And finally in 1914, the Brunswick and Coburg Leader led local agitation for the construction of a railway to Moonee Vale, via Royal Park.

Moonee Vale in darkness. The Argus (Melbourne, Vic. : 1848 - 1957), Tuesday 25 January 1910, page 6

Construction of a railway never happened, but what is now the route 55 tramway was progressively opened between 1925 and 1927 to the current terminus at Bell Street, West Coburg.

These days the only organisation beside Yarra Trams still using the ‘Moonee Vale’ name is a licensed post office on the corner of Albion Street and Melville Road.

’Moonee Vale’ Licensed Post Office details

Public transport should be clear and concise wherever possibly, and not rely on layers of historical anachronism – for this reason I reckon Yarra Trams should get with the times and drop the misleading name of ‘Moonee Vale’, and use the accepted name for where their route 55 shortworkings terminate – ‘Brunswick West’.


A check of the public timetable reveals there are two route 55 trams that terminate at Daly and Dawson Streets each weekday – both at the tail end of morning peak.

Route 55 tram timetable, featuring ’Moonee Vale’ shortworkings

Timetables at tram stops also have a note drawing attention to these short terminating services.

Daly Street / Dawson Street shortworking notice at the bottom of a route 55 timetable

When I paid a visit to Daly Street when the terminating services are due, I found the tram driver stopped in the middle of the road, dodging traffic to change the tracks that allow trams to cross between the tracks.

Driver of B2.2072 throws the points at the Daly Street crossover

Traffic in both directions then comes to a halt, as the tram trundles over the crossover and onto the citybound track.

B2.2072 heads back to the city on route 55 after shunting at the Daly Street crossover

The logic behind these two shortworking services is that it provides much needed capacity on route 55 for passengers boarding closer to the city, as the trams in question can race back into the CBD on the tail end of morning peak. If the trams continued all the way to the end of the line, by the time they made it back to the inner suburbs, the passengers would have already crammed onboard other trams.

Z3.175 picks up route 55 passengers at Brunswick Road and Grantham Street in Brunswick West

With tram patronage increasing at a rate faster than new trams are being acquired, there isn’t much else Yarra Trams can do.

Finding the Maldon – Dombarton bridge to nowhere

South of Sydney there is a bridge to nowhere, built in the 1980s as part of the never-completed Maldon – Dombarton railway line. Intended to cross the Nepean River near the township of Maldon, only the approach spans on each side of the gorge were built before the project was cancelled, where they remain today. So how did I go about seeing the bridge for myself?

Bridge to nowhere

I started my hike from Picton Road, where I parked the car and loaded up my backpack with water and snacks, before wandering off into the dense bush.

Walking through the bush from Picton Road to find the bridge

After walking down into a gully then back out again, I found myself in a clearing.

After walking through the bush, I'm out in a clearing

There wasn’t any sign of the bridge at this point.

Walking around the open plains towards the bridge

But I kept on wandering around.

Walking around the open plains towards the bridge

And I eventually found a metal stanchion on the unfinished bridge sticking up above the tree line.

Stanchion on the unfinished bridge sticks up above the trees

With my target in sight and the sun starting to go down, it was time to head back into the bush.

Back into the bush again to find the bridge

Eventually I came out into another clearing, but this time the metal stanchions were larger – I was on the right track.

Stanchion on the unfinished bridge sticks up above the trees

I kept walking in the same direction, and finally – I found the bridge!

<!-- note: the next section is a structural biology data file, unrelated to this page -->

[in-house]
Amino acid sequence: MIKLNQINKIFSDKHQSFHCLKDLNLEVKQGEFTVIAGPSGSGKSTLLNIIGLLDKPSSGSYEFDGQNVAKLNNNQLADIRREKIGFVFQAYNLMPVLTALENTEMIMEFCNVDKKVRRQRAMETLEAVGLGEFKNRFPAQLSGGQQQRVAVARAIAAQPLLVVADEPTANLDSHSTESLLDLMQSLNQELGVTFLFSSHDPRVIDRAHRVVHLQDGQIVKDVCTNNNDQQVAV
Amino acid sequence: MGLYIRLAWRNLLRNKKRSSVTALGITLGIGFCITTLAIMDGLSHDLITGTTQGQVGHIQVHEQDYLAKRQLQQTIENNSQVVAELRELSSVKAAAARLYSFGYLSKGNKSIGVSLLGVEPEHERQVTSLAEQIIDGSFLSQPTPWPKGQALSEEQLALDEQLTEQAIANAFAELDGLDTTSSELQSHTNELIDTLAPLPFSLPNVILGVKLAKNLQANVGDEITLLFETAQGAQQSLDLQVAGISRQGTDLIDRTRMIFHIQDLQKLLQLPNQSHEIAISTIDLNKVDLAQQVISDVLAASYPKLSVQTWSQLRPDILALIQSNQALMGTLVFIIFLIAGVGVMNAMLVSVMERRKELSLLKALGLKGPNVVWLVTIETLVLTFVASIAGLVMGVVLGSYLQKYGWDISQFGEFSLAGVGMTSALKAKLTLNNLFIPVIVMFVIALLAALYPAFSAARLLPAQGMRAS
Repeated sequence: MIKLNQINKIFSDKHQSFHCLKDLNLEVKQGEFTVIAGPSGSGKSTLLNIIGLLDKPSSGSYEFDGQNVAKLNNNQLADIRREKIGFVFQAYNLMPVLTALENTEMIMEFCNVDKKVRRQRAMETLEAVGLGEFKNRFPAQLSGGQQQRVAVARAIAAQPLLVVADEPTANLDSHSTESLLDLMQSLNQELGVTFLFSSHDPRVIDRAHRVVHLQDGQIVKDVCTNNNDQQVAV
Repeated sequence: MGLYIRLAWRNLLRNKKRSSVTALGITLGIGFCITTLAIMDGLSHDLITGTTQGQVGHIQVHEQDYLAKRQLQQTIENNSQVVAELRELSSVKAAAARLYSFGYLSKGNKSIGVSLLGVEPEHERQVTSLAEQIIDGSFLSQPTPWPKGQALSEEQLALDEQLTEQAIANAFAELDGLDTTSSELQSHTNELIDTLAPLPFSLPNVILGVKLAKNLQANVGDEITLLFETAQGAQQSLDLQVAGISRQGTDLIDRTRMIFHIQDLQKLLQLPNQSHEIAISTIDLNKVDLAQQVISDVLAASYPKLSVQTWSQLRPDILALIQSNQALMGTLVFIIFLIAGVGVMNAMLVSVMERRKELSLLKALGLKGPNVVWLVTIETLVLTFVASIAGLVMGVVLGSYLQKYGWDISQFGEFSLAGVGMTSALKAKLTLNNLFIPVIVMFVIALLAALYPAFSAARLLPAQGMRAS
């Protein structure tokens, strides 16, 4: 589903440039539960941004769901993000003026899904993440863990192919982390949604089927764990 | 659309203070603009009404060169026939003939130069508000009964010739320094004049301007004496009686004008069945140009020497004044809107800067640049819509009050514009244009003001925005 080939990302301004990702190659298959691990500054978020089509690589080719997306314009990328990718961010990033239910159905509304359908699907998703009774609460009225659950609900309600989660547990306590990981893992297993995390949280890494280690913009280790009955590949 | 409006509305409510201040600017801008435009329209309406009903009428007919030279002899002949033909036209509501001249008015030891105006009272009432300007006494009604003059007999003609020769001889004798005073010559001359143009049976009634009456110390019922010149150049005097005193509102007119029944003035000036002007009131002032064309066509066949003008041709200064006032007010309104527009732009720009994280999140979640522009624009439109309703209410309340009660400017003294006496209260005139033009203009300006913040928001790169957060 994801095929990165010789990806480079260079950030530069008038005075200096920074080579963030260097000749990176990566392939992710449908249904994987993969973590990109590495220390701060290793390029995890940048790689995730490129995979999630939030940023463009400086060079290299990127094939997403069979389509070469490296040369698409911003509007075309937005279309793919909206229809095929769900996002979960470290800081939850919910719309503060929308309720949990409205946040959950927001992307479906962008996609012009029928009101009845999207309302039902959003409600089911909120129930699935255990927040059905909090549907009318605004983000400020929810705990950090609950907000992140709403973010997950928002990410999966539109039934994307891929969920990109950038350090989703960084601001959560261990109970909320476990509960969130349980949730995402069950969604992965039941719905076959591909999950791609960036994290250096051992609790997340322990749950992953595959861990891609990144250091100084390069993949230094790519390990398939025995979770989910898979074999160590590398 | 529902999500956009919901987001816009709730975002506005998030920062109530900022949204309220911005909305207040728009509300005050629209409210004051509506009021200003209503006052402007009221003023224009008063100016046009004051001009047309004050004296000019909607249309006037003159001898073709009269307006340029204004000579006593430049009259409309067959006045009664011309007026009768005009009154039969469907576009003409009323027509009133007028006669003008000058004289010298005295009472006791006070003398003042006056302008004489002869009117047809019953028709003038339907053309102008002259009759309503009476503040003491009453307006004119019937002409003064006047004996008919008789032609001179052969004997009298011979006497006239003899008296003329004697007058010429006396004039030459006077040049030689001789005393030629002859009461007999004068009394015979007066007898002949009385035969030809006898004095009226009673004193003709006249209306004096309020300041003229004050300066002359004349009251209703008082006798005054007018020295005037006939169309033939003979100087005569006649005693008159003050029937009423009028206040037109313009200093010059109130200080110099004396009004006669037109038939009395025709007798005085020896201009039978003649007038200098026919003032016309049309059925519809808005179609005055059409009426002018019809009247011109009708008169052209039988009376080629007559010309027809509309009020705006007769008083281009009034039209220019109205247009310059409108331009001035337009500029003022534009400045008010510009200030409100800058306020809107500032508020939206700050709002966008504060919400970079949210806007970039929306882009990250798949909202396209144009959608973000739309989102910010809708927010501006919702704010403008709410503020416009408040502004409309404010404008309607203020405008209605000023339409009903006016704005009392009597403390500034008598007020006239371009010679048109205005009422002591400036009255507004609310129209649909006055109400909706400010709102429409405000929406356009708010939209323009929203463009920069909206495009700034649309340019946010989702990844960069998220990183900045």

Finally - I found the bridge!

The 30 year old concrete still looks to be in good condition.

30 year old concrete still in good nick

I headed up onto the bridge, and walked towards the dead end.

Looking towards the dead end

Fences prevented me from walking off the end.

End of the line on the southern approach

Looking west from the bridge was another bridge – carrying Picton Road across the Nepean River.

Looking west towards Picton Road from the southern end of the bridge

And to the east was the advancing shadows of a setting sun.

Looking east from the southern end of the bridge

With the moon now visible, it was time to head out of the bush before darkness fell, and find my car again.

The moon comes out under the bridge


Here is the GPS tracklog on my adventure to find the unfinished bridge – it took me 30 minutes to walk the ~1.5 kilometres between my car and the bridge, using a Google Maps printout and the setting sun as a guide, and with a lot of wandering around in order to pinpoint which direction I was supposed to be walking in.

GPS tracklog on my adventure to find the unfinished Maldon - Dombarton railway line bridge

Also of note is how closely my return journey matched my inward hike – my sense of direction must have been working well that day!

A check of Google Maps shows a supposed unnamed road that I didn’t use – leading from Picton Road to the bridge, it looks to be a dirt track that passes through a nearby skydiving centre, then follows the unfinished alignment of the railway.

Further reading

Wikipedia has more on the history of the Maldon – Dombarton railway line.

Buses and trams sharing Melbourne’s roads

Melbourne’s bus and tram networks have one thing in common – they get delayed by single occupant cars. Dedicated lanes are one way to keep public transport moving, but what happens when there is not enough road space for both?

Pointless bus lane southbound on Queensbridge Street: it forces road traffic onto the tram tracks!

An interesting setup can be found on Queensbridge Street in Southbank – trams and buses share the concrete covered tracks that run along the centre of the road, away from pesky cars.

National Bus #536 5832AO heads northbound along Queensbridge Street with a route 253 service

In addition buses and trams share a stop outside Crown Casino, allowing intending passengers to flag down whatever vehicle is next to arrive.

Transdev bus uses the combined tram and bus lane along Queensbridge Street

A similar intermodal transfer facility can be found at the Clifton Hill interchange, where route 86 trams share the centre of Queens Parade with a number of different bus routes.